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dc.contributor.authorHannes Werthner*
dc.contributor.authorFrank van Harmelen*
dc.date.accessioned2021-02-11T16:13:36Z
dc.date.available2021-02-11T16:13:36Z
dc.date.issued2017*
dc.date.submitted2017-07-19 16:43:15*
dc.identifier23071*
dc.identifier.urihttps://directory.doabooks.org/handle/20.500.12854/50213
dc.identifier.pr0*
dc.description.abstractThis volume discusses the prospects and evolution of informatics (or computer science), which has become the operating system of our world, and is today seen as the science of the information society. Its artifacts change the world and its methods have an impact on how we think about and perceive the world. Classical computer science is built on the notion of an “abstract” machine, which can be instantiated by software to any concrete problem-solving machine, changing its behavior in response to external and internal states, allowing for self-reflective and “intelligent” behavior. However, current phenomena such as the Web, cyber physical systems or the Internet of Things show us that we might already have gone beyond this idea, exemplifying a metamorphosis from a stand-alone calculator to the global operating system of our society.*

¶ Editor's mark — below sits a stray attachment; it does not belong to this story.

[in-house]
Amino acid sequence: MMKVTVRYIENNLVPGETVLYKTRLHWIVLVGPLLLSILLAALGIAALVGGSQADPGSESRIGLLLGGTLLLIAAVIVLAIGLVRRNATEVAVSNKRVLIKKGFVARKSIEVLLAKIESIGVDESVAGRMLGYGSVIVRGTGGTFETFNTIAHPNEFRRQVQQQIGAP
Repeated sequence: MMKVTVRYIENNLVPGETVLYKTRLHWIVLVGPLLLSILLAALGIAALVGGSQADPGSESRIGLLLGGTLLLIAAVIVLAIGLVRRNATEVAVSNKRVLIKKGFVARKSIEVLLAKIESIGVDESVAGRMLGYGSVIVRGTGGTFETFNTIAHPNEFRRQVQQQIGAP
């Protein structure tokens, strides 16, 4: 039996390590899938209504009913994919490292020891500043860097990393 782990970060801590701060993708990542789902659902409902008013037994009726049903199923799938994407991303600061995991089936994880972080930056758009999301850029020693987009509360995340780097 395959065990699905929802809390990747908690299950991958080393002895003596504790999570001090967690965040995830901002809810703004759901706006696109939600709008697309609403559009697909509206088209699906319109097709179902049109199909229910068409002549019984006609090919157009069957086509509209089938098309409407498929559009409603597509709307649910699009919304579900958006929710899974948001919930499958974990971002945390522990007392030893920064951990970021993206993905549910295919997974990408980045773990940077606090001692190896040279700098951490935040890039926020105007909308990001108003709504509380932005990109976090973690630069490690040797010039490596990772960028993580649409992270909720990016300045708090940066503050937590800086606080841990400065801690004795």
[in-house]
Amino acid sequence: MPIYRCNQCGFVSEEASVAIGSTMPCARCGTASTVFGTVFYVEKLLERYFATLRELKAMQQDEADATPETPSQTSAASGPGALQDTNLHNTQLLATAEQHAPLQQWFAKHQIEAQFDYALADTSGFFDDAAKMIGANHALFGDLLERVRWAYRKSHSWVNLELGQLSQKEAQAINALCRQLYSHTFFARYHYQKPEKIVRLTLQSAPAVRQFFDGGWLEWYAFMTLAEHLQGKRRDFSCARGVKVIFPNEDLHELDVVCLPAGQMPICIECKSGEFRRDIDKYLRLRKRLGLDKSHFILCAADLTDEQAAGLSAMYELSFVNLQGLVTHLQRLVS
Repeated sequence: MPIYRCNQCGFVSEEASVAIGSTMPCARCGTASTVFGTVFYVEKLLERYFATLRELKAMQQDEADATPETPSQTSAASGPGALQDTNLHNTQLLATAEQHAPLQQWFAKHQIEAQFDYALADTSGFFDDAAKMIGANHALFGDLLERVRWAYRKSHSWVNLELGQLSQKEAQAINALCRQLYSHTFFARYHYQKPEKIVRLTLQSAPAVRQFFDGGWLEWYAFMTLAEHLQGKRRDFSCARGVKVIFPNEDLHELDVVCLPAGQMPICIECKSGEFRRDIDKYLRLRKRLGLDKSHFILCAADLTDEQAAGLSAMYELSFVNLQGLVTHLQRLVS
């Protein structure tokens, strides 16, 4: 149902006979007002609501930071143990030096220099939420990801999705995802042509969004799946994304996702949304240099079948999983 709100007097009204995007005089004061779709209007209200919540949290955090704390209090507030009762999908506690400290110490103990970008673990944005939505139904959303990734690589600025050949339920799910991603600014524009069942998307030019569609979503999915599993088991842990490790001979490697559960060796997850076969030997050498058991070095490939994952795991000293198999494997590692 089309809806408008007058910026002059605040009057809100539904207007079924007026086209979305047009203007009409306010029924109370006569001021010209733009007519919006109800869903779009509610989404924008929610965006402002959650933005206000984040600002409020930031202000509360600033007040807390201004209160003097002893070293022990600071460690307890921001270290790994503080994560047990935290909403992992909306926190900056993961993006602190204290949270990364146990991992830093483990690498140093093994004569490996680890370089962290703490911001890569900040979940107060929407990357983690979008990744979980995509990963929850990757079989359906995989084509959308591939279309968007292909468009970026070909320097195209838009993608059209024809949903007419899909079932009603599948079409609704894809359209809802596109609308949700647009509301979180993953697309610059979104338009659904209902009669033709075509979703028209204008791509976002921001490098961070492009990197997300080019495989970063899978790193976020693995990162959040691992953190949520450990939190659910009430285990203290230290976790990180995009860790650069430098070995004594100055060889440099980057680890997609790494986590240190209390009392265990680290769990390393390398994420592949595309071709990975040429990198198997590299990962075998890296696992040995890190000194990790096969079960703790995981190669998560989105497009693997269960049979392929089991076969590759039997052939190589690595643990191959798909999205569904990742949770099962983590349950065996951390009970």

dc.languageEnglish*
dc.subjectQA75.5-76.95*
dc.subject.otherWomen in computing*
dc.subject.otherResearch ethics*
dc.subject.otherBig data*
dc.subject.otherComputing ethics*
dc.titleInformatics in the Future: Proceedings of the 11th European Computer Science Summit (ECSS 2015), Vienna, October 2015*
dc.typebook
oapen.identifier.doihttps://doi.org/10.1007/978-3-319-55735-9*
oapen.relation.isPublishedBy9fa3421d-f917-4153-b9ab-fc337c396b5a*
oapen.relation.isbn9783319557359*
oapen.pages109*


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